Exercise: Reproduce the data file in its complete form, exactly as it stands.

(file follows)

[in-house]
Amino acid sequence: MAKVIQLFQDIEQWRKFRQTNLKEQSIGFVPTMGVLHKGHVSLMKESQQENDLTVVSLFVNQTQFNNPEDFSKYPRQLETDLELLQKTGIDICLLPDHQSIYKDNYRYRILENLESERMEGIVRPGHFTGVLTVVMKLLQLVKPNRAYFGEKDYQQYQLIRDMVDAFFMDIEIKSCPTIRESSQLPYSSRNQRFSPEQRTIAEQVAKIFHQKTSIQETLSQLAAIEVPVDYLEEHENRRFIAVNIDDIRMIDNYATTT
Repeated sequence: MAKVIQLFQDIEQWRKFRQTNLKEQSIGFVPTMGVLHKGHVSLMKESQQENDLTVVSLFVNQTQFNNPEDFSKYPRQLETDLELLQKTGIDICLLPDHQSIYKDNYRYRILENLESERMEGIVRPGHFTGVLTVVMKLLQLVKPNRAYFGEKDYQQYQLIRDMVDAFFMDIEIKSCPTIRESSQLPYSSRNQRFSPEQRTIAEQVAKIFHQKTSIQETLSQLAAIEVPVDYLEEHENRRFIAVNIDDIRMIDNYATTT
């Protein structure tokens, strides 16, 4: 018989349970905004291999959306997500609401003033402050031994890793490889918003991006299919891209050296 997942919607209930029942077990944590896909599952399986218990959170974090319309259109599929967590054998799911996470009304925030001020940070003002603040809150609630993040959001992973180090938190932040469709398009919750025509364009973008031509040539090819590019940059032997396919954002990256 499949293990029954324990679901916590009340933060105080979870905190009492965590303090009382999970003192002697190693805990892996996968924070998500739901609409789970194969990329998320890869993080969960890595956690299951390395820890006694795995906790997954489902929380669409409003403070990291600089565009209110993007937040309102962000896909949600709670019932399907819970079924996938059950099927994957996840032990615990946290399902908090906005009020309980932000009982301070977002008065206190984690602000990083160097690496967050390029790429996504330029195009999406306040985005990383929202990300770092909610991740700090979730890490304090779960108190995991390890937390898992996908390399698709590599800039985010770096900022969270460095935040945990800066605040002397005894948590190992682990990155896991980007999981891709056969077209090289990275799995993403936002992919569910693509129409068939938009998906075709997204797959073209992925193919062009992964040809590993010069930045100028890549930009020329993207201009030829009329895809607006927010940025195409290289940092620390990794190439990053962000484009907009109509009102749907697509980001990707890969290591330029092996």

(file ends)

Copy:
[in-house]
Amino acid sequence: MAKVIQLFQDIEQWRKFRQTNLKEQSIGFVPTMGVLHKGHVSLMKESQQENDLTVVSLFVNQTQFNNPEDFSKYPRQLETDLELLQKTGIDICLLPDHQSIYKDNYRYRILENLESERMEGIVRPGHFTGVLTVVMKLLQLVKPNRAYFGEKDYQQYQLIRDMVDAFFMDIEIKSCPTIRESSQLPYSSRNQRFSPEQRTIAEQVAKIFHQKTSIQETLSQLAAIEVPVDYLEEHENRRFIAVNIDDIRMIDNYATTT
Repeated sequence: MAKVIQLFQDIEQWRKFRQTNLKEQSIGFVPTMGVLHKGHVSLMKESQQENDLTVVSLFVNQTQFNNPEDFSKYPRQLETDLELLQKTGIDICLLPDHQSIYKDNYRYRILENLESERMEGIVRPGHFTGVLTVVMKLLQLVKPNRAYFGEKDYQQYQLIRDMVDAFFMDIEIKSCPTIRESSQLPYSSRNQRFSPEQRTIAEQVAKIFHQKTSIQETLSQLAAIEVPVDYLEEHENRRFIAVNIDDIRMIDNYATTT
């Protein structure tokens, strides 16, 4: 018989349970905004291999959306997500609401003033402050031994890793490889918003991006299919891209050296 997942919607209930029942077990944590896909599952399986218990959170974090319309259109599929967590054998799911996470009304925030001020940070003002603040809150609630993040959001992973180090938190932040469709398009919750025509364009973008031509040539090819590019940059032997396919954002990256 499949293990029954324990679901916590009340933060105080979870905190009492965590303090009382999970003192002697190693805990892996996968924070998500739901609409789970194969990329998320890869993080969960890595956690299951390395820890006694795995906790997954489902929380669409409003403070990291600089565009209110993007937040309102962000896909949600709670019932399907819970079924996938059950099927994957996840032990615990946290399902908090906005009020309980932000009982301070977002008065206190984690602000990083160097690496967050390029790429996504330029195009999406306040985005990383929202990300770092909610991740700090979730890490304090779960108190995991390890937390898992996908390399698709590599800039985010770096900022969270460095935040945990800066605040002397005894948590190992682990990155896991980007999981891709056969077209090289990275799995993403936002992919569910693509129409068939938009998906075709997204797959073209992925193919062009992964040809590993010069930045100028890549930009020329993207201009030829009329895809607006927010940025195409290289940092620390990794190439990053962000484009907009109509009102749907697509980001990707890969290591330029092996």